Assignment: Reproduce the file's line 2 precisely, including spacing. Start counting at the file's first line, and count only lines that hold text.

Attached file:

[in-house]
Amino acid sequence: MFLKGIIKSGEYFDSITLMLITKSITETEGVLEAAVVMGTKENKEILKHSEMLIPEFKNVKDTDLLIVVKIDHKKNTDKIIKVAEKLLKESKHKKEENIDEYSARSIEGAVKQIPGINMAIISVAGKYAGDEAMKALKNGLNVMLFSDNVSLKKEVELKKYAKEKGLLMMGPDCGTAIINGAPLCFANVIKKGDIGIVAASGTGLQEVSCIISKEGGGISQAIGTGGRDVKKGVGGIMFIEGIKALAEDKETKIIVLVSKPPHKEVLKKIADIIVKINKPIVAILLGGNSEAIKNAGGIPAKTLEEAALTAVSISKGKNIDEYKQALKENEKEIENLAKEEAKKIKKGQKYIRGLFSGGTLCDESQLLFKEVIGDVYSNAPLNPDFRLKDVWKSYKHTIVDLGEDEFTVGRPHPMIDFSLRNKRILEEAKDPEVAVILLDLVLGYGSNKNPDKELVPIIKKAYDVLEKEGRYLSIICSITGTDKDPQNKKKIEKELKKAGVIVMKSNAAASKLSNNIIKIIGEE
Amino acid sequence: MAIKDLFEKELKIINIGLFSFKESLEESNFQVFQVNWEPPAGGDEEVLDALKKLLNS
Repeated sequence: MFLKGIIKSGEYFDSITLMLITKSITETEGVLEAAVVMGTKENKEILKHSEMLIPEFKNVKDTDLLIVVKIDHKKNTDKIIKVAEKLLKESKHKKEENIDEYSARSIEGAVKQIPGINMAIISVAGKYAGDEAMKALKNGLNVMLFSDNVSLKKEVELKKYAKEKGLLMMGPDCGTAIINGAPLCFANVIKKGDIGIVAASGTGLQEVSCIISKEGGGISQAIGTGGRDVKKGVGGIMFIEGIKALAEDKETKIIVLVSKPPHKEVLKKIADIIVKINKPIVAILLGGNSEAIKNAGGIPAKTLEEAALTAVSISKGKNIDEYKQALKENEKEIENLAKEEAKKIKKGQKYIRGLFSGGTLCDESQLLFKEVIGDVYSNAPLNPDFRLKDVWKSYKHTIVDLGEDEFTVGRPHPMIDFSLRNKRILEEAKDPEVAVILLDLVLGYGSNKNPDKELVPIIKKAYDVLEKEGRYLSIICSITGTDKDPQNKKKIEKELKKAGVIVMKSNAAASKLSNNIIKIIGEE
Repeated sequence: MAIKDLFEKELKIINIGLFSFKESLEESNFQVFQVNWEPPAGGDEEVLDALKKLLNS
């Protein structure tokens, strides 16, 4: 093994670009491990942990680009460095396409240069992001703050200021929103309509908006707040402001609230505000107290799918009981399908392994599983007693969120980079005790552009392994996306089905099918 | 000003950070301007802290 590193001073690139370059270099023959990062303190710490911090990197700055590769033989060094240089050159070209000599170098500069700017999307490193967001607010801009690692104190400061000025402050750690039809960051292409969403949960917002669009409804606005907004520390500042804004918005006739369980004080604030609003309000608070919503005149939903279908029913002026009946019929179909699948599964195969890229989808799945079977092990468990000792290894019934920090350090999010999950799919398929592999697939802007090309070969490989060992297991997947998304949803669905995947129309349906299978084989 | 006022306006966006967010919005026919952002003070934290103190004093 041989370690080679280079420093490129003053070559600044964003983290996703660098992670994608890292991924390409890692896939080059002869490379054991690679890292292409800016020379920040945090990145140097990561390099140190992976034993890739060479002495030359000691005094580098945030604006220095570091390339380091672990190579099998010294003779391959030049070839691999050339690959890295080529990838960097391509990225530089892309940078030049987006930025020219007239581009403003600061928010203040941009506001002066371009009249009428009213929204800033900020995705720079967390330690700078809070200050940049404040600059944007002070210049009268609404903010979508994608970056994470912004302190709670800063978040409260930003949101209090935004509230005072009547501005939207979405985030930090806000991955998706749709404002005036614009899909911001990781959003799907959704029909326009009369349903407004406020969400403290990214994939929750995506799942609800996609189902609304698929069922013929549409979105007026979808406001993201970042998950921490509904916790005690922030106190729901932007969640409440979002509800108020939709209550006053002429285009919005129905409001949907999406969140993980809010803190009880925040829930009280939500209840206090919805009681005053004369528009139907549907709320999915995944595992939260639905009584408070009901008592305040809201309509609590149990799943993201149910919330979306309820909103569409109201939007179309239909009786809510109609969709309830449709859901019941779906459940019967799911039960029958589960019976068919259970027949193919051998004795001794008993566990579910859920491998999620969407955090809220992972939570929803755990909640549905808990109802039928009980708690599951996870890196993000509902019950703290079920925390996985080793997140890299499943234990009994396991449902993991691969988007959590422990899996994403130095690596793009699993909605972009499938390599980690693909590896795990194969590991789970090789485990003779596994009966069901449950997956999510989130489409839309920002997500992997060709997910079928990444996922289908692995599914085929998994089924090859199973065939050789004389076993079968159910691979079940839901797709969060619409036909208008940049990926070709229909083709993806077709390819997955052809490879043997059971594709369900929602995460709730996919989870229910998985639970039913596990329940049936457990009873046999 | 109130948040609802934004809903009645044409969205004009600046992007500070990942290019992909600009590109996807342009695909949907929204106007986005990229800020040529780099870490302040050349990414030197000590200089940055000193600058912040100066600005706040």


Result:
Amino acid sequence: MFLKGIIKSGEYFDSITLMLITKSITETEGVLEAAVVMGTKENKEILKHSEMLIPEFKNVKDTDLLIVVKIDHKKNTDKIIKVAEKLLKESKHKKEENIDEYSARSIEGAVKQIPGINMAIISVAGKYAGDEAMKALKNGLNVMLFSDNVSLKKEVELKKYAKEKGLLMMGPDCGTAIINGAPLCFANVIKKGDIGIVAASGTGLQEVSCIISKEGGGISQAIGTGGRDVKKGVGGIMFIEGIKALAEDKETKIIVLVSKPPHKEVLKKIADIIVKINKPIVAILLGGNSEAIKNAGGIPAKTLEEAALTAVSISKGKNIDEYKQALKENEKEIENLAKEEAKKIKKGQKYIRGLFSGGTLCDESQLLFKEVIGDVYSNAPLNPDFRLKDVWKSYKHTIVDLGEDEFTVGRPHPMIDFSLRNKRILEEAKDPEVAVILLDLVLGYGSNKNPDKELVPIIKKAYDVLEKEGRYLSIICSITGTDKDPQNKKKIEKELKKAGVIVMKSNAAASKLSNNIIKIIGEE